February 1, 2023
Nearly every day, scores of Haitian men and women, some of whom walked thousands of miles to seek asylum in the United States, make their way to a modest office in Mattapan Square, the headquarters of the nonprofit Immigrant Family and Service Institute (IFSI).
The migrants, who have been granted Temporary Protected Status (TPS) by the US government, are looking for help getting jobs as they navigate an arduous process that is beset by maddening delays and absurd anomalies. Many of them spend long hours inside the IFSI office, waiting to get guidance from staffers who are themselves frustrated by the slow pace of the federal bureaucracy.
“It is frustrating,” said David Dorvilien, a 30-something man who sat in the bustling office on a recent Monday morning. He wants to weep when he recalls his family’s 18-month trek by foot, bus, and boat from Brazil to the United States border. A native of Haiti, Dorvilien says he has plenty of job opportunities here in Boston, but, like many of his fellow asylum seekers, his TPS status does not include permission to work. For that, he has to secure a special permit — called an Employment Authorization Document (EAD).
The Reporter's View: President Biden should expedite permits for migrant workers with TPS
He has now been waiting for more than a year to get that permission.
“They had a job fair with Amazon here at IFSI and I didn’t come because I know they will ask for my legal documents, and I don’t have them,” Dorvilien said. “I know they had jobs available. I thought it would be much, much easier to get the paperwork when I came here. I never thought it would be like this. I have hope it will change. I’m still glad I left Brazil.”
David Dorvilien recounts his story of traveling by boat, by foot, and by bus to get from Brazil to the United States in 2020 and 2021. Seth Daniel photo
Royal Caneus, 41, tells a similar story. He’s a “guy who gets things done” and is ready to do whatever job he can find once he gets his paperwork. But he worries that may never come.
“I did not think this would happen,” he said in noting that he arrived from Brazil in 2019. “I’m seeking refuge here from something very dangerous and in May I’m here four years and can’t get the right paperwork for me to work.”
For many Haitian migrants who arrived from South America and Mexico, they now find themselves stuck in limbo instead of the land of opportunity.
The problem is national in scope. Officials with the US Citizenship and Immigration Services (USCIS) blame the long wait on labor shortages, as well as a backlog of applications left to them by former President Donald Trump’s administration.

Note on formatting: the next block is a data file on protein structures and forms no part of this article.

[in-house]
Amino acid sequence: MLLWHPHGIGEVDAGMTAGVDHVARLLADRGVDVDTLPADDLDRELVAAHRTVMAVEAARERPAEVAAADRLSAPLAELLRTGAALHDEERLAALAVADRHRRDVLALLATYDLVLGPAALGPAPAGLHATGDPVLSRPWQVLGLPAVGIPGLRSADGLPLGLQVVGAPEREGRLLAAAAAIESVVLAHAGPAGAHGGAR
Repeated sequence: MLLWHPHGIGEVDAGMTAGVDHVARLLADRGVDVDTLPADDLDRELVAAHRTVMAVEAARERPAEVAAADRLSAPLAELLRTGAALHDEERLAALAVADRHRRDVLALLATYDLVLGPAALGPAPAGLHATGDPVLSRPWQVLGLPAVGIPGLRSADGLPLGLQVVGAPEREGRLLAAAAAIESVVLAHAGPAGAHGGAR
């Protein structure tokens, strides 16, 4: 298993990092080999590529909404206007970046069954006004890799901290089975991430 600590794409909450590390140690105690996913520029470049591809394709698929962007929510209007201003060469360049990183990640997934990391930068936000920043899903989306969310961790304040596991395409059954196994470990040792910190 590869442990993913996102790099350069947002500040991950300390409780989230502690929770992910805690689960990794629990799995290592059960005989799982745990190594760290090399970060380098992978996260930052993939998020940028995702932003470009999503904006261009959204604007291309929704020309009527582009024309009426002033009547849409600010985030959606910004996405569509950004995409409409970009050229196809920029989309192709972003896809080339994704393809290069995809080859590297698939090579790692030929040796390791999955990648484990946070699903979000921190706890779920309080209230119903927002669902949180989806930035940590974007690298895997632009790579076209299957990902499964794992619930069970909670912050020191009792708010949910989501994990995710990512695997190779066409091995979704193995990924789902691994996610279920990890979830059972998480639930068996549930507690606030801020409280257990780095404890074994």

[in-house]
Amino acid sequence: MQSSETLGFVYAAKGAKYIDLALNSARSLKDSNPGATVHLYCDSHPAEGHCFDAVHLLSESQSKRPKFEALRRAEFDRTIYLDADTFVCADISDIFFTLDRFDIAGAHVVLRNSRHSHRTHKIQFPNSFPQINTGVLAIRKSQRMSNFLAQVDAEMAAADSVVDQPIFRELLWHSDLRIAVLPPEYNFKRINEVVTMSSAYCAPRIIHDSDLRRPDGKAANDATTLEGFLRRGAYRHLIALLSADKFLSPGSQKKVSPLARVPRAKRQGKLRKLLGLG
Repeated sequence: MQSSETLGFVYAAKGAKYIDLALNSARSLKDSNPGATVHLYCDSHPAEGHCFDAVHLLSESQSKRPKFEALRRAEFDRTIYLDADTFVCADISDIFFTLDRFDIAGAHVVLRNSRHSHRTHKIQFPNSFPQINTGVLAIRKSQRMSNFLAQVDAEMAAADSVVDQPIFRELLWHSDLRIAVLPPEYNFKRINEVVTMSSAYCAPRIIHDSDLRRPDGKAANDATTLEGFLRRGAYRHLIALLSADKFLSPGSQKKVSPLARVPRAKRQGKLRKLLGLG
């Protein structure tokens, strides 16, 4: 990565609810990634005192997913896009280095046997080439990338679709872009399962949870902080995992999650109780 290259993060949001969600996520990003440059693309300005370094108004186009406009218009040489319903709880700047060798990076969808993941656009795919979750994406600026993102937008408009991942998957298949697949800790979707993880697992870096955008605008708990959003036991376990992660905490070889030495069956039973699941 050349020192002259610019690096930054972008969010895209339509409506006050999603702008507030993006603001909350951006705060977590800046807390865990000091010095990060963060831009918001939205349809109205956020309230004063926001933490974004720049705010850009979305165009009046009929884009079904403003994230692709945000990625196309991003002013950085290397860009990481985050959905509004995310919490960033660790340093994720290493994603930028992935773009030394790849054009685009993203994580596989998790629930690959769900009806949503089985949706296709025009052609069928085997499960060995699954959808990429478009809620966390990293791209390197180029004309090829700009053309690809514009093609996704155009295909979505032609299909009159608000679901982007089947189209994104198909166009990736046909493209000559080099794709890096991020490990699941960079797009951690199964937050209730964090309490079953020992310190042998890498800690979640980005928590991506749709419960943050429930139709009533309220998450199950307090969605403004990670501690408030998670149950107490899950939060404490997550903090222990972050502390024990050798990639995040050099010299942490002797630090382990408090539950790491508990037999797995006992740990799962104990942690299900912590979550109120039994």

A spokesperson for USCIS told the Reporter that “adjudicators evaluate each EAD application fairly, humanely, and efficiently on a case-by-case basis, and the agency remains committed to upholding America’s promise as a nation of welcome and possibility with fairness, integrity, and respect for all we serve.”
The spokesperson said new policies have been adopted under the Biden administration “to reduce both the number of pending cases and overall processing times the agency inherited from the prior administration.”
The agency’s “backlog reduction goals” include making changes to underlying procedures to achieve “new efficiencies while ensuring the integrity and security of the immigration system,” the spokesperson said.
Congresswoman Ayanna Pressley, who co-chairs the House’s Haiti Caucus, is one of a number of leaders who have grown impatient with the long delays.
“I am disappointed by the ongoing backlog of TPS applications that has hindered so many of our Haitian neighbors from living a dignified and stable life,” said Pressley. “Undoubtedly, US policies regarding the Haitian people have perpetuated anti-Blackness and exacerbated injustice. It is past time to prioritize humanitarian relief. I won’t stop fighting for a just immigration and foreign policy.”
Boston City Councillor Ruthzee Louijeune, who is Haitian-American, has been hearing from many constituents, including Boston Haitian families who have been hosting asylum seekers desperate to get work papers. She is urging USCIS to simplify forms, hire additional staff, and create more avenues for expedited processing.
“For years, they’ve been sounding the clarion call that people ready to work are unable to work because of a lack of care and resources devoted to processing applications,” Louijeune said. “Considering that places like Boston are facing labor shortages, shortages historically addressed by new immigration, it is incumbent upon our government to do much, much better, for the health of our economy and for the well-being of asylees.”